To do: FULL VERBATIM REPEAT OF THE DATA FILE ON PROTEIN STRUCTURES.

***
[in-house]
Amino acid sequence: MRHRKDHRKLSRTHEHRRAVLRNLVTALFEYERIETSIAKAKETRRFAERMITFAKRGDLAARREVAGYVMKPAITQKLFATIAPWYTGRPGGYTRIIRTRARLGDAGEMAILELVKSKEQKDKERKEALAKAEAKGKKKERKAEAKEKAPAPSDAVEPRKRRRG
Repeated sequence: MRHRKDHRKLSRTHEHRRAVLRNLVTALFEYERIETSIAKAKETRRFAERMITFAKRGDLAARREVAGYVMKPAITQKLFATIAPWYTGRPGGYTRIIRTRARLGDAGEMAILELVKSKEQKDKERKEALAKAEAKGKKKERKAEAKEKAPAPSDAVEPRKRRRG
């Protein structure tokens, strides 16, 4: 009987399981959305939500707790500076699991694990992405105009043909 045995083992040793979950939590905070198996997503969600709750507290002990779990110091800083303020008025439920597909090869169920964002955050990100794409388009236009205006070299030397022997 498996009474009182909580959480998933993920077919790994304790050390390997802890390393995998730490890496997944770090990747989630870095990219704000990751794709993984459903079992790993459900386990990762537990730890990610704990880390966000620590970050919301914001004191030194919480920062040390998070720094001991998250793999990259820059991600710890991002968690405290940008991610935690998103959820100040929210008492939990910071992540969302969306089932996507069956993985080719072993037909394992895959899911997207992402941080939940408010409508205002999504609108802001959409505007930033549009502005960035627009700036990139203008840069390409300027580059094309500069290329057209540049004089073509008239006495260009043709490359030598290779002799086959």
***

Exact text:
[in-house]
Amino acid sequence: MRHRKDHRKLSRTHEHRRAVLRNLVTALFEYERIETSIAKAKETRRFAERMITFAKRGDLAARREVAGYVMKPAITQKLFATIAPWYTGRPGGYTRIIRTRARLGDAGEMAILELVKSKEQKDKERKEALAKAEAKGKKKERKAEAKEKAPAPSDAVEPRKRRRG
Repeated sequence: MRHRKDHRKLSRTHEHRRAVLRNLVTALFEYERIETSIAKAKETRRFAERMITFAKRGDLAARREVAGYVMKPAITQKLFATIAPWYTGRPGGYTRIIRTRARLGDAGEMAILELVKSKEQKDKERKEALAKAEAKGKKKERKAEAKEKAPAPSDAVEPRKRRRG
């Protein structure tokens, strides 16, 4: 009987399981959305939500707790500076699991694990992405105009043909 045995083992040793979950939590905070198996997503969600709750507290002990779990110091800083303020008025439920597909090869169920964002955050990100794409388009236009205006070299030397022997 498996009474009182909580959480998933993920077919790994304790050390390997802890390393995998730490890496997944770090990747989630870095990219704000990751794709993984459903079992790993459900386990990762537990730890990610704990880390966000620590970050919301914001004191030194919480920062040390998070720094001991998250793999990259820059991600710890991002968690405290940008991610935690998103959820100040929210008492939990910071992540969302969306089932996507069956993985080719072993037909394992895959899911997207992402941080939940408010409508205002999504609108802001959409505007930033549009502005960035627009700036990139203008840069390409300027580059094309500069290329057209540049004089073509008239006495260009043709490359030598290779002799086959």